As relations between India and China worsen, New Delhi is considering measures to prevent trade partners mainly in Southeast Asia from re-routing Chinese goods to India with little added value.
Two government sources told Reuters that India is planning to raise quality standards of imports, impose quantity restrictions, mandate stringent disclosure norms and initiate more frequent checks at ports of entry for goods coming from many Asian countries. According to the sources, the measures will mainly target imports of base metals, electronic components for laptops and mobile phones, furniture, leather goods, toys, rubber, textiles, air conditioners and televisions, among other items.
Last week, India’s Trade Ministry issued a notice to restrict inbound shipments of TVs by requiring importers to get a special license. The restrictions are expected to primarily hurt Malaysia, Thailand, Vietnam and Singapore, which are members of the Association of Southeast Asian Nations (ASEAN) and with which India has a free trade agreement (FTA). India is also worried about heavy trade flows from South Korea.
“Raising duties has a limited impact,” one of the unnamed officials said, adding: “Now we want to raise quality standards and also make sure that goods in FTA routes have roots in those countries. So, customs would be more vigilant than before.”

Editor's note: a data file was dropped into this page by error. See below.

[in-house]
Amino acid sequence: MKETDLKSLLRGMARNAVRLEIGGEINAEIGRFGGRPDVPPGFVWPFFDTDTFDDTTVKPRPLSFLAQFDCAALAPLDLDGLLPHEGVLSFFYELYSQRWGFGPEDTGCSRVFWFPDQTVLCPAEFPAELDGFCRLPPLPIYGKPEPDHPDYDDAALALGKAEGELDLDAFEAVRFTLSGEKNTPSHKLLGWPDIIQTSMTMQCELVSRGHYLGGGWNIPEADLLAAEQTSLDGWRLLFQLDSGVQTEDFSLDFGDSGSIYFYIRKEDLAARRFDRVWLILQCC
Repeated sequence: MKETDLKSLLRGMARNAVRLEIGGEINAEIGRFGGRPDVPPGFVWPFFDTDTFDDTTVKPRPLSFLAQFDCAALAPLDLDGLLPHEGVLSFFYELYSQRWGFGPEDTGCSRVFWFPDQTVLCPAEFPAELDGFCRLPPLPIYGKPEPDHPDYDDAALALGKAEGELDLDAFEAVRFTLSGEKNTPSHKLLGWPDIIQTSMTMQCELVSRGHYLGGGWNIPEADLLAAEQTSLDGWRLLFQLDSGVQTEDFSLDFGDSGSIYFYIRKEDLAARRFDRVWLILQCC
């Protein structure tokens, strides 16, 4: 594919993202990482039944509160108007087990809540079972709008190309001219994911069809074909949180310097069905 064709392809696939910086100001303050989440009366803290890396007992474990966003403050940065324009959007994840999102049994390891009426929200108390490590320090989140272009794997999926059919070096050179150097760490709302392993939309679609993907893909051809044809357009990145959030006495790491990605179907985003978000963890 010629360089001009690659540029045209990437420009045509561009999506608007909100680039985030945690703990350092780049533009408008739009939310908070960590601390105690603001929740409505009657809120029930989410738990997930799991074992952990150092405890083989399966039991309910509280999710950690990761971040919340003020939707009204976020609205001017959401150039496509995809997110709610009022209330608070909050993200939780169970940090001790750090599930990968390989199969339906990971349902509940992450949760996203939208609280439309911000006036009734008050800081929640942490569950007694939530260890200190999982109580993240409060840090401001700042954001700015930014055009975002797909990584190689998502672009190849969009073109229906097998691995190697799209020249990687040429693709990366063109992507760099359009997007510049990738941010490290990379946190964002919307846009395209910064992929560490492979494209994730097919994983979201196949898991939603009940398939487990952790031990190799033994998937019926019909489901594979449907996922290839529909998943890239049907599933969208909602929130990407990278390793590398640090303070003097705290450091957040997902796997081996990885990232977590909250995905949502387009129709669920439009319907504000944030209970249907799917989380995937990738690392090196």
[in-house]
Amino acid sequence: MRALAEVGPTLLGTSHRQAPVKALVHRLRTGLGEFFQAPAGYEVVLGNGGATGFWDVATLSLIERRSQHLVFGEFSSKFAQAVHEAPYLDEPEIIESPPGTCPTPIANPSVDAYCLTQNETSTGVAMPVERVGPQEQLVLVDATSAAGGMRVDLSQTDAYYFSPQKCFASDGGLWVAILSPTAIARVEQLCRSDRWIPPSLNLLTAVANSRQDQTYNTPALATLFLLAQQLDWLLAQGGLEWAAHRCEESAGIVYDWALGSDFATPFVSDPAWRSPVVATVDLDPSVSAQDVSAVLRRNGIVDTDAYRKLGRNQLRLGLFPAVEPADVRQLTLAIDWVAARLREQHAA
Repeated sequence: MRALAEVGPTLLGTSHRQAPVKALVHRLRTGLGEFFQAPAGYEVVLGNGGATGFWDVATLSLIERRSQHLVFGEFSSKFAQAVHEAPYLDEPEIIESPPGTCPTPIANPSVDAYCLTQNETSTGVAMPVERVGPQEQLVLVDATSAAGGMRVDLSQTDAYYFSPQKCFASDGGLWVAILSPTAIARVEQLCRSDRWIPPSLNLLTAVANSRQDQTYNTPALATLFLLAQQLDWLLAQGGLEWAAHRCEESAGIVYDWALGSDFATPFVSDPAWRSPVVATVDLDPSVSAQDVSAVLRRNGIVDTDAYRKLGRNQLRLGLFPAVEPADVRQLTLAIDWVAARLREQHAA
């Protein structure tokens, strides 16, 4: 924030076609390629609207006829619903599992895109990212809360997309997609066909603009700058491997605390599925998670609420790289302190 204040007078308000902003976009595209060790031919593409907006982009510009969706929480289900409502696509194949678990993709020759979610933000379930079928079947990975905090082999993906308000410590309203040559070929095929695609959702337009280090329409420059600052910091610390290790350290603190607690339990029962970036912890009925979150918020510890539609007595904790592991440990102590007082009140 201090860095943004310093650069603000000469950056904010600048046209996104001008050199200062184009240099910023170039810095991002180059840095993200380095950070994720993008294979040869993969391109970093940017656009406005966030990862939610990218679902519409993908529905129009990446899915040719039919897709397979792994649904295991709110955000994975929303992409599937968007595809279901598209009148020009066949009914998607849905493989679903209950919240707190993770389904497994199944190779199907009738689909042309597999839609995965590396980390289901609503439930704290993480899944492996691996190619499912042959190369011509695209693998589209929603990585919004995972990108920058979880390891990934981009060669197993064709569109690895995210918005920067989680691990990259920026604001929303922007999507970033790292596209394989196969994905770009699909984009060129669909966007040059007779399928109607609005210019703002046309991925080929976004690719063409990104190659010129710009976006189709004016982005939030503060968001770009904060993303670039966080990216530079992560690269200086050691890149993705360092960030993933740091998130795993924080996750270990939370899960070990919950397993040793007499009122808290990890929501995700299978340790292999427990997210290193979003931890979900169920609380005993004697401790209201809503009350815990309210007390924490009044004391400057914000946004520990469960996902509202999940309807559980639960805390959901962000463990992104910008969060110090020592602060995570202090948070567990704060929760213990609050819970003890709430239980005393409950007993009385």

The government will also discuss raising the value-addition requirement for products imported from those countries from the current level of 20 percent to 40 percent, the official said, adding that FTAs could be reviewed too.
“A lot of the Asian partners have become a place from where just Chinese goods are routed. We are going product by product to design various kinds of action, most of which will be on non-tariff lines,” the official said.
According to the sources, the government was inclined to only stick to those free trade agreements that it deems mutually beneficial. India has a trade deficit with most of the countries with which it has signed FTAs.
The tightening of regulations on imports from China follow a deadly clash in June between Indian and Chinese soldiers along a disputed border in the Himalayas in which 20 Indian soldiers were killed. New Delhi has since imposed 100 percent physical checks on shipments from China, which is its second-biggest trading partner. Trade turnover between the two countries was worth $87 billion in the fiscal year ending March 2019, with a trade deficit of $53.57 billion in China’s favor, the widest India has with any country.
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